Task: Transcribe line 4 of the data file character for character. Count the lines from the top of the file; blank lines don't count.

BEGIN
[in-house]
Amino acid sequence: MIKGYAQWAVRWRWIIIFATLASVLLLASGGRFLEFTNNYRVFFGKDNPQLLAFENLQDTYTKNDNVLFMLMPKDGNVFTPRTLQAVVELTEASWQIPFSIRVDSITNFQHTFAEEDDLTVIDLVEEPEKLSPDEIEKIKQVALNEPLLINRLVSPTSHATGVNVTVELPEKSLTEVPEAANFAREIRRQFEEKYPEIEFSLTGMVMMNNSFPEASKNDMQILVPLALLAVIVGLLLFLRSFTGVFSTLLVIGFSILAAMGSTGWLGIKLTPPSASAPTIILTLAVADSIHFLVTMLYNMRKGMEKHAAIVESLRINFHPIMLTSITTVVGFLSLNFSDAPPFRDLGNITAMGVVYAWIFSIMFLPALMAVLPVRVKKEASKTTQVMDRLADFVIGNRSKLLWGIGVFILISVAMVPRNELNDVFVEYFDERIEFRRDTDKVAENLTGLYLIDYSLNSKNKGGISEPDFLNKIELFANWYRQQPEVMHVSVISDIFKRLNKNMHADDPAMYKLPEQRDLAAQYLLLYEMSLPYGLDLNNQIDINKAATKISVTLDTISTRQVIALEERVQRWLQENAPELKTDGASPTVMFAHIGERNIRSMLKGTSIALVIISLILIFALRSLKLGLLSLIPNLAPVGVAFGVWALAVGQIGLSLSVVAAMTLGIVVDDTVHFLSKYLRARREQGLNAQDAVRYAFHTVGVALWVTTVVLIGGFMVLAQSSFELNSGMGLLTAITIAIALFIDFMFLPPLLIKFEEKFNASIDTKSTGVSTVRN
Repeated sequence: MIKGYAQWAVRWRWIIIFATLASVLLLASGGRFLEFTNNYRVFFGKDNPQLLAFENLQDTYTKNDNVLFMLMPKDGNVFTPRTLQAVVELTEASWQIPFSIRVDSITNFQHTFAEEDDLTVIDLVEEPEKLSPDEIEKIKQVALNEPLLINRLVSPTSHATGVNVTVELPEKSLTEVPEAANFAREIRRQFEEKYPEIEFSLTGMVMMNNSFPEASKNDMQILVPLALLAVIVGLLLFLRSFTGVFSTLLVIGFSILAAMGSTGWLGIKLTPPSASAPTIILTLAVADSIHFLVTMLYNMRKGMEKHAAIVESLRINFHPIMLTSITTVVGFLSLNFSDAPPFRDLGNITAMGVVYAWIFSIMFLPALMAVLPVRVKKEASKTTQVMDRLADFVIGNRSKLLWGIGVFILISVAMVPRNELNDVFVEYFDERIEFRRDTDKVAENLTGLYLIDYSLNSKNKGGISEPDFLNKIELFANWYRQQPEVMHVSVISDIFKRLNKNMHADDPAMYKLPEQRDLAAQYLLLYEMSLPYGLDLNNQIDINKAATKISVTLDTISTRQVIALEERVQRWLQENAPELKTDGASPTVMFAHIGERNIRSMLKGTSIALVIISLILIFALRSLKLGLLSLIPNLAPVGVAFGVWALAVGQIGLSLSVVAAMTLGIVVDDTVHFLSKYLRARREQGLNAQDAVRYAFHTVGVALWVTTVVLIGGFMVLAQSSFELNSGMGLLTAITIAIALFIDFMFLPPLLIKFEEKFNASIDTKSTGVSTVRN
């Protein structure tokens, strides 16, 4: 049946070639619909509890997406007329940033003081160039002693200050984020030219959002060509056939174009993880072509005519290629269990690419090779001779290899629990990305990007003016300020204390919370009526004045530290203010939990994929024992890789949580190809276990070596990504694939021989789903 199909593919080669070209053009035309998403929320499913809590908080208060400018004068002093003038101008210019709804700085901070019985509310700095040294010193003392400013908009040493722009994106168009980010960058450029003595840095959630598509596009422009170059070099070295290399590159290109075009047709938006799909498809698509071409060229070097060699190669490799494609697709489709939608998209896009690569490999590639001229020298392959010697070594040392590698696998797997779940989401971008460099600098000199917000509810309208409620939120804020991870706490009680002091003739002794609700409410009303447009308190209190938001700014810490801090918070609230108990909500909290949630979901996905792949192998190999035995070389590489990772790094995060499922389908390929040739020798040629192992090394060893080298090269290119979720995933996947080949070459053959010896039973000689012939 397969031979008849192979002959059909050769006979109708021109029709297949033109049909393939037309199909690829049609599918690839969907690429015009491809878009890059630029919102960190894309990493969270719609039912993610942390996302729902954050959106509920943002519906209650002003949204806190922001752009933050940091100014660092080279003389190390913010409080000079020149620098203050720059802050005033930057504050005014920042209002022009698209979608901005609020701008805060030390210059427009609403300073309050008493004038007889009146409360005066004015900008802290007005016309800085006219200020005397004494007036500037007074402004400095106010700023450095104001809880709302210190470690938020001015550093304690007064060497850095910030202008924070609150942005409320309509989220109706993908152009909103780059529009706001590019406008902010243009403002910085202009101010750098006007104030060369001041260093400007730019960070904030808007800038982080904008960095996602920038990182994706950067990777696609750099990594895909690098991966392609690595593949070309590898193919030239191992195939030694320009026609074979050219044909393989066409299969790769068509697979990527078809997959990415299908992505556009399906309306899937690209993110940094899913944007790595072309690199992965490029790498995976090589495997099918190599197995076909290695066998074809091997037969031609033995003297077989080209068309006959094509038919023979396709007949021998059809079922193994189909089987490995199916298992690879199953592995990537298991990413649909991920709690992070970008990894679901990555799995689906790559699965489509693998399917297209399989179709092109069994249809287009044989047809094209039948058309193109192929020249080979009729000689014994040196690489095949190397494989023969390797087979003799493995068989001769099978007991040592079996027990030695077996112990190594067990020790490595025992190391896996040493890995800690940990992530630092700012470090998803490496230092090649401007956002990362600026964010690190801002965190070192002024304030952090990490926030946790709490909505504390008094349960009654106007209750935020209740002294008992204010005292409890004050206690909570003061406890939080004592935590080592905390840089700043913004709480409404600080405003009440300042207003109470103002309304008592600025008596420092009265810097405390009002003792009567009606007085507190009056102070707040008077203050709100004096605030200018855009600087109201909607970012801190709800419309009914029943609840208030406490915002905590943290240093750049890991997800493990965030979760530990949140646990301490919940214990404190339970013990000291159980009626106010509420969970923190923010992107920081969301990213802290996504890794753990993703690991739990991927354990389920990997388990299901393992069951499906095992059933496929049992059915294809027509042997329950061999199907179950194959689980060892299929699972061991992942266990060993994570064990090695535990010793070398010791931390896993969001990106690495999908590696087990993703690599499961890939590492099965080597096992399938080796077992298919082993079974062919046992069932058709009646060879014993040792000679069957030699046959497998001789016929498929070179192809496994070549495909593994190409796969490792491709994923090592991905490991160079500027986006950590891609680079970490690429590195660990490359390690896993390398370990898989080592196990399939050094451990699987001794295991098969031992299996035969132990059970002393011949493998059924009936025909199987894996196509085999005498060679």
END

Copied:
């Protein structure tokens, strides 16, 4: 049946070639619909509890997406007329940033003081160039002693200050984020030219959002060509056939174009993880072509005519290629269990690419090779001779290899629990990305990007003016300020204390919370009526004045530290203010939990994929024992890789949580190809276990070596990504694939021989789903 199909593919080669070209053009035309998403929320499913809590908080208060400018004068002093003038101008210019709804700085901070019985509310700095040294010193003392400013908009040493722009994106168009980010960058450029003595840095959630598509596009422009170059070099070295290399590159290109075009047709938006799909498809698509071409060229070097060699190669490799494609697709489709939608998209896009690569490999590639001229020298392959010697070594040392590698696998797997779940989401971008460099600098000199917000509810309208409620939120804020991870706490009680002091003739002794609700409410009303447009308190209190938001700014810490801090918070609230108990909500909290949630979901996905792949192998190999035995070389590489990772790094995060499922389908390929040739020798040629192992090394060893080298090269290119979720995933996947080949070459053959010896039973000689012939 397969031979008849192979002959059909050769006979109708021109029709297949033109049909393939037309199909690829049609599918690839969907690429015009491809878009890059630029919102960190894309990493969270719609039912993610942390996302729902954050959106509920943002519906209650002003949204806190922001752009933050940091100014660092080279003389190390913010409080000079020149620098203050720059802050005033930057504050005014920042209002022009698209979608901005609020701008805060030390210059427009609403300073309050008493004038007889009146409360005066004015900008802290007005016309800085006219200020005397004494007036500037007074402004400095106010700023450095104001809880709302210190470690938020001015550093304690007064060497850095910030202008924070609150942005409320309509989220109706993908152009909103780059529009706001590019406008902010243009403002910085202009101010750098006007104030060369001041260093400007730019960070904030808007800038982080904008960095996602920038990182994706950067990777696609750099990594895909690098991966392609690595593949070309590898193919030239191992195939030694320009026609074979050219044909393989066409299969790769068509697979990527078809997959990415299908992505556009399906309306899937690209993110940094899913944007790595072309690199992965490029790498995976090589495997099918190599197995076909290695066998074809091997037969031609033995003297077989080209068309006959094509038919023979396709007949021998059809079922193994189909089987490995199916298992690879199953592995990537298991990413649909991920709690992070970008990894679901990555799995689906790559699965489509693998399917297209399989179709092109069994249809287009044989047809094209039948058309193109192929020249080979009729000689014994040196690489095949190397494989023969390797087979003799493995068989001769099978007991040592079996027990030695077996112990190594067990020790490595025992190391896996040493890995800690940990992530630092700012470090998803490496230092090649401007956002990362600026964010690190801002965190070192002024304030952090990490926030946790709490909505504390008094349960009654106007209750935020209740002294008992204010005292409890004050206690909570003061406890939080004592935590080592905390840089700043913004709480409404600080405003009440300042207003109470103002309304008592600025008596420092009265810097405390009002003792009567009606007085507190009056102070707040008077203050709100004096605030200018855009600087109201909607970012801190709800419309009914029943609840208030406490915002905590943290240093750049890991997800493990965030979760530990949140646990301490919940214990404190339970013990000291159980009626106010509420969970923190923010992107920081969301990213802290996504890794753990993703690991739990991927354990389920990997388990299901393992069951499906095992059933496929049992059915294809027509042997329950061999199907179950194959689980060892299929699972061991992942266990060993994570064990090695535990010793070398010791931390896993969001990106690495999908590696087990993703690599499961890939590492099965080597096992399938080796077992298919082993079974062919046992069932058709009646060879014993040792000679069957030699046959497998001789016929498929070179192809496994070549495909593994190409796969490792491709994923090592991905490991160079500027986006950590891609680079970490690429590195660990490359390690896993390398370990898989080592196990399939050094451990699987001794295991098969031992299996035969132990059970002393011949493998059924009936025909199987894996196509085999005498060679």